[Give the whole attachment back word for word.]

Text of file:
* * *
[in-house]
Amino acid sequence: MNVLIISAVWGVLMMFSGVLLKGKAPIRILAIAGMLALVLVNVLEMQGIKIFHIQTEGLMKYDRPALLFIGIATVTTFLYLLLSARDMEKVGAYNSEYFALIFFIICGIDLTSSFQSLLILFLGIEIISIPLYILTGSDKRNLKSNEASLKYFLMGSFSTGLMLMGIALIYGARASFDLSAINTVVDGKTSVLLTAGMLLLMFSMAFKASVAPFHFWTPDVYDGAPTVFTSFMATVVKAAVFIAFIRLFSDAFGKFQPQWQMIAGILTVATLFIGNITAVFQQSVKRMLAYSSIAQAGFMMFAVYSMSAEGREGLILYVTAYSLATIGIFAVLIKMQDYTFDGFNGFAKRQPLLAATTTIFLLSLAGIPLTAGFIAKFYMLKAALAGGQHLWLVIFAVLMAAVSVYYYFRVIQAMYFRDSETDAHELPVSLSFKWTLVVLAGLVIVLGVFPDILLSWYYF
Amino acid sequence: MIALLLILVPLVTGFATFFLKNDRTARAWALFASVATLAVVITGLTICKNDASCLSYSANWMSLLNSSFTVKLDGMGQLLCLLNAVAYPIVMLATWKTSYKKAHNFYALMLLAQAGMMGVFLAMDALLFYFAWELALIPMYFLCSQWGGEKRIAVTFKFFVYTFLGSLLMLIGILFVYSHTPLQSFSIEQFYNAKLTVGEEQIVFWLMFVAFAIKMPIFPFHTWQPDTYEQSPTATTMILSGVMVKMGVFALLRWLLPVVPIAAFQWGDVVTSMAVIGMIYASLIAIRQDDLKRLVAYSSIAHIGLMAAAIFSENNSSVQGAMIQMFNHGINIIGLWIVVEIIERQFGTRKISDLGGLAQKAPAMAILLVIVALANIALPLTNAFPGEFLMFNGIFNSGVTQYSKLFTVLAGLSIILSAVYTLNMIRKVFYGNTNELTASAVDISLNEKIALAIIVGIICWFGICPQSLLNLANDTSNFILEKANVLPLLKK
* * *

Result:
[in-house]
Amino acid sequence: MNVLIISAVWGVLMMFSGVLLKGKAPIRILAIAGMLALVLVNVLEMQGIKIFHIQTEGLMKYDRPALLFIGIATVTTFLYLLLSARDMEKVGAYNSEYFALIFFIICGIDLTSSFQSLLILFLGIEIISIPLYILTGSDKRNLKSNEASLKYFLMGSFSTGLMLMGIALIYGARASFDLSAINTVVDGKTSVLLTAGMLLLMFSMAFKASVAPFHFWTPDVYDGAPTVFTSFMATVVKAAVFIAFIRLFSDAFGKFQPQWQMIAGILTVATLFIGNITAVFQQSVKRMLAYSSIAQAGFMMFAVYSMSAEGREGLILYVTAYSLATIGIFAVLIKMQDYTFDGFNGFAKRQPLLAATTTIFLLSLAGIPLTAGFIAKFYMLKAALAGGQHLWLVIFAVLMAAVSVYYYFRVIQAMYFRDSETDAHELPVSLSFKWTLVVLAGLVIVLGVFPDILLSWYYF
Amino acid sequence: MIALLLILVPLVTGFATFFLKNDRTARAWALFASVATLAVVITGLTICKNDASCLSYSANWMSLLNSSFTVKLDGMGQLLCLLNAVAYPIVMLATWKTSYKKAHNFYALMLLAQAGMMGVFLAMDALLFYFAWELALIPMYFLCSQWGGEKRIAVTFKFFVYTFLGSLLMLIGILFVYSHTPLQSFSIEQFYNAKLTVGEEQIVFWLMFVAFAIKMPIFPFHTWQPDTYEQSPTATTMILSGVMVKMGVFALLRWLLPVVPIAAFQWGDVVTSMAVIGMIYASLIAIRQDDLKRLVAYSSIAHIGLMAAAIFSENNSSVQGAMIQMFNHGINIIGLWIVVEIIERQFGTRKISDLGGLAQKAPAMAILLVIVALANIALPLTNAFPGEFLMFNGIFNSGVTQYSKLFTVLAGLSIILSAVYTLNMIRKVFYGNTNELTASAVDISLNEKIALAIIVGIICWFGICPQSLLNLANDTSNFILEKANVLPLLKK